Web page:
Ulysses

Ulysses (i.e. Greek Odysseus), chieftain of Ithaca, one of the Greek heroes in the Trojan War, in which he was with difficulty persuaded to join, but in which, however, he did good service both by his courage and his counsels; he is less famed for what he did before Troy than for what befell him in his ten years' wandering homeward after, as recorded by Homer in a separate poem called after him the “Odyssey” (q.v.), which relates his stay among the lotus-eaters (q.v.), his encounter with Polyphemus (q.v.), the enchantments of Circe (q.v.), the Sirens (q.v.), and Calypso (q.v.), and his shipwreck, &c. Tennyson represents him as impatient of the humdrum life of Ithaca on his return, and as longing to join his Trojan comrades in the Isles of the Blessed. See Penelope and Telemachus.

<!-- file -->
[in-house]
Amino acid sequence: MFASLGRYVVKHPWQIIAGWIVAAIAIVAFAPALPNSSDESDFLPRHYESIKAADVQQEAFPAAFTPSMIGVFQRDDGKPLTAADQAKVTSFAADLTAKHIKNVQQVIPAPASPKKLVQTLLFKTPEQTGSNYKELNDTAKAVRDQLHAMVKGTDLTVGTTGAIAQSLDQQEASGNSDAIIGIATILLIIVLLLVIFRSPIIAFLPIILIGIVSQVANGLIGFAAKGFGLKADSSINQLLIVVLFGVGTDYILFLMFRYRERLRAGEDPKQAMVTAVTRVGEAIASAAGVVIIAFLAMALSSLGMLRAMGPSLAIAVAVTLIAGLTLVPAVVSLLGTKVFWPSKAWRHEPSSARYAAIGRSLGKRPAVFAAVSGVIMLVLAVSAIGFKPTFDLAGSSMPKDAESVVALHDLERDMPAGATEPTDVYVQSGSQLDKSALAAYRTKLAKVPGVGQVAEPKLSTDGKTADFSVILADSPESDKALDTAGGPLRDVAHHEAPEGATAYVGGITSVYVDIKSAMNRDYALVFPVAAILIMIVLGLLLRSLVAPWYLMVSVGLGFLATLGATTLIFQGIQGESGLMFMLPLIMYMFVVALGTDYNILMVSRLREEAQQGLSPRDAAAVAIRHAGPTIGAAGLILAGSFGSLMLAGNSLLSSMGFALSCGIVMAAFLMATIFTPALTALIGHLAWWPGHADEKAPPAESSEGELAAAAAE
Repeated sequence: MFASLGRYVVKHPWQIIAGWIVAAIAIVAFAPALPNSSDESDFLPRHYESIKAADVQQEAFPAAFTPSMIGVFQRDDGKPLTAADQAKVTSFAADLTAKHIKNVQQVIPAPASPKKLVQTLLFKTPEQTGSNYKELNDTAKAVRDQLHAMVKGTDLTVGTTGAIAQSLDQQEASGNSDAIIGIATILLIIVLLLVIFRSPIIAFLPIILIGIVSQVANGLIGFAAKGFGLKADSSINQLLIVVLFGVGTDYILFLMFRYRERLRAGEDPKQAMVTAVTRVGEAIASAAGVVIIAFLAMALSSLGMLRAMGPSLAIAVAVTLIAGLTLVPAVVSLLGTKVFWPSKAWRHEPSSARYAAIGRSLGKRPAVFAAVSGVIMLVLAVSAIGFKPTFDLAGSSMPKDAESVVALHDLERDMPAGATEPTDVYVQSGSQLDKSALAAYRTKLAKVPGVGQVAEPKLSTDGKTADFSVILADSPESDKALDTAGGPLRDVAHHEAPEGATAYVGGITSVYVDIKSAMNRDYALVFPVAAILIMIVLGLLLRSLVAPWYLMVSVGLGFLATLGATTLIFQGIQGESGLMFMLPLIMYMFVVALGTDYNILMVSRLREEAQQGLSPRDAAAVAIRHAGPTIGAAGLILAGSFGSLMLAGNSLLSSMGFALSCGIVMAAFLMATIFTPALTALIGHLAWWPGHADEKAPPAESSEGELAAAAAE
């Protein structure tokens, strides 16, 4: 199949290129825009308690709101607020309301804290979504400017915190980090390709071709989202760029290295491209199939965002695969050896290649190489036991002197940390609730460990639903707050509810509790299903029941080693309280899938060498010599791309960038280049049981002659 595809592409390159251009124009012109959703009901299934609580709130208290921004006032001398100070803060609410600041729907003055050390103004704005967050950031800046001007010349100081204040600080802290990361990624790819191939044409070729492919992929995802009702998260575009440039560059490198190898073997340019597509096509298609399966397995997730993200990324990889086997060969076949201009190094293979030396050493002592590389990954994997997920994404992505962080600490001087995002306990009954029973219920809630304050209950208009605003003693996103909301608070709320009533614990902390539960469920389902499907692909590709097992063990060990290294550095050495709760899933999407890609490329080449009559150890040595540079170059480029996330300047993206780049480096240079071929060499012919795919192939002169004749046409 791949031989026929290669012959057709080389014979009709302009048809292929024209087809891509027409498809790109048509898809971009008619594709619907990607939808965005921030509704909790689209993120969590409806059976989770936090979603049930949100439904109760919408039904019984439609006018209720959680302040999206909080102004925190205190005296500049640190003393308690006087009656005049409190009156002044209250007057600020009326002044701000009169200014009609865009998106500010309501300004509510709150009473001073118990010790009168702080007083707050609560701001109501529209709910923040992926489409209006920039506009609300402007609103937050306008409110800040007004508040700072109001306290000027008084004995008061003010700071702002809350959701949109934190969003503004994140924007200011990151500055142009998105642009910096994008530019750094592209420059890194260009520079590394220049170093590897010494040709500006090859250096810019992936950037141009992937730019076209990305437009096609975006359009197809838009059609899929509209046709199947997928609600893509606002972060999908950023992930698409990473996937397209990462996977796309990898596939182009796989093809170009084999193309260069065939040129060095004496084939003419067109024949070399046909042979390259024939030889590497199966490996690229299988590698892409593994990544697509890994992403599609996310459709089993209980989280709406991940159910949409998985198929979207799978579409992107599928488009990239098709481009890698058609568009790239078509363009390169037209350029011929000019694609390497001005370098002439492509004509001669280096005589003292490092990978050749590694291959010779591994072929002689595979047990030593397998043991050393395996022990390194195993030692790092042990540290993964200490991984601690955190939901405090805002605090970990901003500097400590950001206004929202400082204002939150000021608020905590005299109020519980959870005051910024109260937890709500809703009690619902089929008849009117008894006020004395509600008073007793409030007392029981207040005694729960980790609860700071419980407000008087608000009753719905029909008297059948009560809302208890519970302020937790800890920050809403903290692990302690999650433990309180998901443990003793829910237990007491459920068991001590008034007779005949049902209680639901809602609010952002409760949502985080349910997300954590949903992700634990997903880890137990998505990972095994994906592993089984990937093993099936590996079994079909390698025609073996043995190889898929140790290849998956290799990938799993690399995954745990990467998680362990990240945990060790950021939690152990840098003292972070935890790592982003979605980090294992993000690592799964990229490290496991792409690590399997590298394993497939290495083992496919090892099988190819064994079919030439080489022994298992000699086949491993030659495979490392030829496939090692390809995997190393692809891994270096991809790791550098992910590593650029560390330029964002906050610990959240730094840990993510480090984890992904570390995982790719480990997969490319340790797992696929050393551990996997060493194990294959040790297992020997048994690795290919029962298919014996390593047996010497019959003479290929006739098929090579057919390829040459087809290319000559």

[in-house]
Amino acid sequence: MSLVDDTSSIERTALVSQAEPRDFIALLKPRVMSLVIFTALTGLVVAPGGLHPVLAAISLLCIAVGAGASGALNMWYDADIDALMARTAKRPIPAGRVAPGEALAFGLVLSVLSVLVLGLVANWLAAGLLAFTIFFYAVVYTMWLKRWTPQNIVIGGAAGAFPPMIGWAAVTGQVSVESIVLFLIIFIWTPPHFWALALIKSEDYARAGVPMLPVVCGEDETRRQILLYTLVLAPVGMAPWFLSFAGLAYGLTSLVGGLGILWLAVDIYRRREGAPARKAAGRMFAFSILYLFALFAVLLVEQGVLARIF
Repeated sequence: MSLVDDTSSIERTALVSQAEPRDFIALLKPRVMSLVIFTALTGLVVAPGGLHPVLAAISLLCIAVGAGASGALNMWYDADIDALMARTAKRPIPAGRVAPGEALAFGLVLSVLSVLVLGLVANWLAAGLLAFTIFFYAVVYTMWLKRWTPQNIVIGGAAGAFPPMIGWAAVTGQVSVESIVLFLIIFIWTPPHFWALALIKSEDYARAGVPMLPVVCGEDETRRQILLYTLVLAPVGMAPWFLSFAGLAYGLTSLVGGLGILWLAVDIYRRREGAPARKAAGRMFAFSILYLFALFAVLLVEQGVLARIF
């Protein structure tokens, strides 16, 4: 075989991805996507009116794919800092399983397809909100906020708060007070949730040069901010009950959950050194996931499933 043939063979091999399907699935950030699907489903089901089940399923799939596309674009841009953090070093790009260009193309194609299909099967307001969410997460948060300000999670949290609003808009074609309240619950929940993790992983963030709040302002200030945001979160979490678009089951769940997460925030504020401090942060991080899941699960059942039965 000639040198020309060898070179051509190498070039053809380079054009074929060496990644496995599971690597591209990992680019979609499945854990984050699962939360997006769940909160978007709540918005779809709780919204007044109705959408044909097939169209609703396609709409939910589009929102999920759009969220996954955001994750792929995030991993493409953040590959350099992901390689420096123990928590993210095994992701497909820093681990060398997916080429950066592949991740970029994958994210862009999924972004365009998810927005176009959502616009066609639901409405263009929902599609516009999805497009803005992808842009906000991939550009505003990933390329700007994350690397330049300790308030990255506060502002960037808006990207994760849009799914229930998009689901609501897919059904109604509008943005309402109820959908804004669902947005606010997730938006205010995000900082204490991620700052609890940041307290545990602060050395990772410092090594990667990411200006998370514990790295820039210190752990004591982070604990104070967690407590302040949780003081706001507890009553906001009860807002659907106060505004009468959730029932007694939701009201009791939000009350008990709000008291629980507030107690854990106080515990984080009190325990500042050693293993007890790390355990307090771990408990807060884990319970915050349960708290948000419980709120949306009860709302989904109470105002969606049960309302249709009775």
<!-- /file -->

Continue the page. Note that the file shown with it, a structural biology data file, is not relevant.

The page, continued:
Definition taken from The Nuttall Encyclopædia, edited by the Reverend James Wood (1907)

Ulugh-Beg * Ulysses' Bow
Ullmann, Karl
Ullswater
Ulm
Ulotrichi
Ulphilas
Ulrici, Hermann
Ulster
Ultimus Romanorum
Ultramontanism
Ulugh-Beg
Ulysses
Ulysses' Bow
Uma
Umballa
Umbria
Umlaut
Una
Uncial Letters
Uncle Sam
Unconscious, The
Understanding, The

Nearby

Ulysses in Brewer’s Dictionary of Phrase & Fable

Links here from Chalmers

Alcidamas
Baron, Bernard
Brown, Ulysses Maximilian De
Browne, William
Fletcher, Giles
Gager, William
Gelli, John Baptist
Hobbes, Thomas
Homer
Rowe, Nicolas
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